April Poetry Dare – Week 4

This April, in honor of National Poetry Month, I accepted a poetry dare from TweetSpeakPoetry: to read a poem every day of the month and share it with my friends. I opted for the challenge of reading a single poet per week, alternating between historical and contemporary poets.

Here’s a day-by-day list of what I read during week 4. Learn more about my chosen poet, Pablo Neruda (1904-1973), here.

Day 21 – “Morning (Love Sonnet XXVII)” by Pablo Neruda

 “As if down a long tunnel of clothing and of chores;
Your clear light dims, gets dressed, drops its leaves,”

Day 22 – “Ode to Salt” by Pablo Neruda

 “Dust of the sea, in you
the tongue receives a kiss
from ocean night:”

Day 23 – “Discoverers” by Pablo Neruda, Tran. Angel Flores

 “Night, snow and sand make the form
of my slim fatherland,
all silence is in its long line,”

Day 24 – “Tonight I Can Write” by Pablo Neruda

 “And the verse falls to the soul like dew to the pasture.”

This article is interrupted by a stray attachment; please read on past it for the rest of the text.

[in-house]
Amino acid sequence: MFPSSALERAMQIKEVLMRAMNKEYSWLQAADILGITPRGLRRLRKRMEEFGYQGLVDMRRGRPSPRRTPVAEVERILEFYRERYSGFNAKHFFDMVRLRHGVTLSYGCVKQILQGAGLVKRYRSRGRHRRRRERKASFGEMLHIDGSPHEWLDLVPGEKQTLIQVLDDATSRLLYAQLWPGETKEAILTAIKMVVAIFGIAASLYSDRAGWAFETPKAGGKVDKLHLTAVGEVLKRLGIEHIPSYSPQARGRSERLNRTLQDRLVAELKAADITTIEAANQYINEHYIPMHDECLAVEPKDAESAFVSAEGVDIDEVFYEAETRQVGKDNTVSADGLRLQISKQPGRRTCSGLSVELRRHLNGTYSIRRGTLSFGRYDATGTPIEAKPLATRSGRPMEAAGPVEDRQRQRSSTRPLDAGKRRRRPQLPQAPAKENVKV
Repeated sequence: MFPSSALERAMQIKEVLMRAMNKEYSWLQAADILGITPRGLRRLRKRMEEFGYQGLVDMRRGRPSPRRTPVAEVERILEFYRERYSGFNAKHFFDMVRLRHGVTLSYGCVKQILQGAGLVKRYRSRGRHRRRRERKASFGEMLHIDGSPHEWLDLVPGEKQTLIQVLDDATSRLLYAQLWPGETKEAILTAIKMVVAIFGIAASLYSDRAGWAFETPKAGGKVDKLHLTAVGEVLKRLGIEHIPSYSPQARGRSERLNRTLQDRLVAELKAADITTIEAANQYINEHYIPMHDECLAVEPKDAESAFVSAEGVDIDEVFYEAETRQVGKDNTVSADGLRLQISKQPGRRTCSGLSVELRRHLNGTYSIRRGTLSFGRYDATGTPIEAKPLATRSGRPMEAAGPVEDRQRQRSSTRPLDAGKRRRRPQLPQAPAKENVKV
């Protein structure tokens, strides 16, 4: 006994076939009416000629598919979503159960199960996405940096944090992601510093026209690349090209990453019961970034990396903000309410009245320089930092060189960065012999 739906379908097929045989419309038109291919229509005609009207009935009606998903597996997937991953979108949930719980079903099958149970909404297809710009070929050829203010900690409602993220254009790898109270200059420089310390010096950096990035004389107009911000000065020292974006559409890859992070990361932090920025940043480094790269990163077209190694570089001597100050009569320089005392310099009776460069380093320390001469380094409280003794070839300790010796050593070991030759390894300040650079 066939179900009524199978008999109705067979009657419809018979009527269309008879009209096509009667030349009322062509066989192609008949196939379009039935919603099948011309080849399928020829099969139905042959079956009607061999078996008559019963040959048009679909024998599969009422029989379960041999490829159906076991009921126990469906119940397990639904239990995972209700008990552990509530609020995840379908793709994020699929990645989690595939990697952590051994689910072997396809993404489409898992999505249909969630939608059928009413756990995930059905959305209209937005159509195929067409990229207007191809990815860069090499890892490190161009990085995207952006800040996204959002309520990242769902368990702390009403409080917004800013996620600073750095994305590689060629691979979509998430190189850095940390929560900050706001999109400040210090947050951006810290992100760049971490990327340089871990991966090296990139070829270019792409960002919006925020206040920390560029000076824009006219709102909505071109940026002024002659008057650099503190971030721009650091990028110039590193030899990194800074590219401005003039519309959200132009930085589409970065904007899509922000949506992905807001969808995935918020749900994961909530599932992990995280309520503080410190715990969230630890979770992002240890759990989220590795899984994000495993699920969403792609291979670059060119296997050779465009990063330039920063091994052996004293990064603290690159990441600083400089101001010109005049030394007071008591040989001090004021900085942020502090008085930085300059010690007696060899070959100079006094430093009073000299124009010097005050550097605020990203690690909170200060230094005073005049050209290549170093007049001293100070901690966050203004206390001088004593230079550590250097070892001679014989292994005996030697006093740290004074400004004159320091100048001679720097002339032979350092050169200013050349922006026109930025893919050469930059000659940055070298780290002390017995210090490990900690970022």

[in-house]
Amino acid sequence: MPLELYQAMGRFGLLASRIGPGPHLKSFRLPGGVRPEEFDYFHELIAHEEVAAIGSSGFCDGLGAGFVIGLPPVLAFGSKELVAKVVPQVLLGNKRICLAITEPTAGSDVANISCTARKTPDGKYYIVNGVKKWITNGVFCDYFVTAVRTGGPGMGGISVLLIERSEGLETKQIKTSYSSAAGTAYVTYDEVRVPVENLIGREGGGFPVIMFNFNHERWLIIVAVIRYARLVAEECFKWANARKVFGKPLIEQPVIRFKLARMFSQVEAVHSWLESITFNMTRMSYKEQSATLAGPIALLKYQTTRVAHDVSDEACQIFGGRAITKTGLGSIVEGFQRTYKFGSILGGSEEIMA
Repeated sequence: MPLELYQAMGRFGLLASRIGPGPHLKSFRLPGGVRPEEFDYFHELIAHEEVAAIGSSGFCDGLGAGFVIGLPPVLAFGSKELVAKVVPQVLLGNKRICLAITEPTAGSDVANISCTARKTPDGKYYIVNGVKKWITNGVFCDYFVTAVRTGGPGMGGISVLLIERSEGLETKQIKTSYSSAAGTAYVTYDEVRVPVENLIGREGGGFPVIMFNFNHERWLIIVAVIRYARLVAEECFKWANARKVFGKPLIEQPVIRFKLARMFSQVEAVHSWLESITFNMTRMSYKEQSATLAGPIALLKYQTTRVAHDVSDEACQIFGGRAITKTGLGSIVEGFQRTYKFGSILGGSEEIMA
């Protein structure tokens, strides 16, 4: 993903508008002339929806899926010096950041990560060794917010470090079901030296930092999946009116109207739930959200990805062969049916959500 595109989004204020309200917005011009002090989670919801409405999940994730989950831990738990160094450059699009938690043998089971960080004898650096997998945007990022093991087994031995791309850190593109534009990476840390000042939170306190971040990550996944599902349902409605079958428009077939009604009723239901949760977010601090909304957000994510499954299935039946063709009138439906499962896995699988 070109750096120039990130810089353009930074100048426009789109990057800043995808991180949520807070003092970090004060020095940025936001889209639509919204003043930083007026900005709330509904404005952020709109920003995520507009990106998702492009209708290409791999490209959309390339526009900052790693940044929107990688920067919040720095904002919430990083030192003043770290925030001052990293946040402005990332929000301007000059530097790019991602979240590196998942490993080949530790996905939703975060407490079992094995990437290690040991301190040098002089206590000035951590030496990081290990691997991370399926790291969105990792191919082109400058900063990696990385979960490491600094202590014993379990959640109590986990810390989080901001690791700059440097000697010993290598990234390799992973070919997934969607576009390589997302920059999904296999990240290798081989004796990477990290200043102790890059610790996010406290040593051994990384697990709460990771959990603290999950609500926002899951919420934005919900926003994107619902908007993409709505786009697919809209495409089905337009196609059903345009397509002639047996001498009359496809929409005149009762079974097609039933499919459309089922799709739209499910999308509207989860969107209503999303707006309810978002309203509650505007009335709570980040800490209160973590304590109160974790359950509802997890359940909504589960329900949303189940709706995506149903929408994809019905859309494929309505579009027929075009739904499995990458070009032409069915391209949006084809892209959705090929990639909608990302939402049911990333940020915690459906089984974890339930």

Day 25 – “The Dictators” by Pablo Neruda

 “The weeping cannot be seen, like a plant
whose seeds fall endlessly on the earth,”

Day 26 – “Enigmas” by Pablo Neruda

 “You’ve asked me what the lobster is weaving there with
his golden feet?
I reply, the ocean knows this.”

Day 27 – “The Light Wraps You” by Pablo Neruda

 “The great roots of night
grow suddenly from your soul,
and the things that hide in you come out again “


Published by Jen

The author of Snark on the Side is not your average run-of-the-millennial generation. Jen is a contradiction in terms: a graceful klutz, a smart blond, a math-savvy English degree-holder, a southern liberal, and an adult amateur equestrian who doesn’t match her saddle pads. Snark on the Side is a work in progress, born out of years of rambling email newsletters and anthropomorphized Christmas letters, small town observations, and the ever-present irony of pursuing a career with a degree in English literature. Thanks for visiting!

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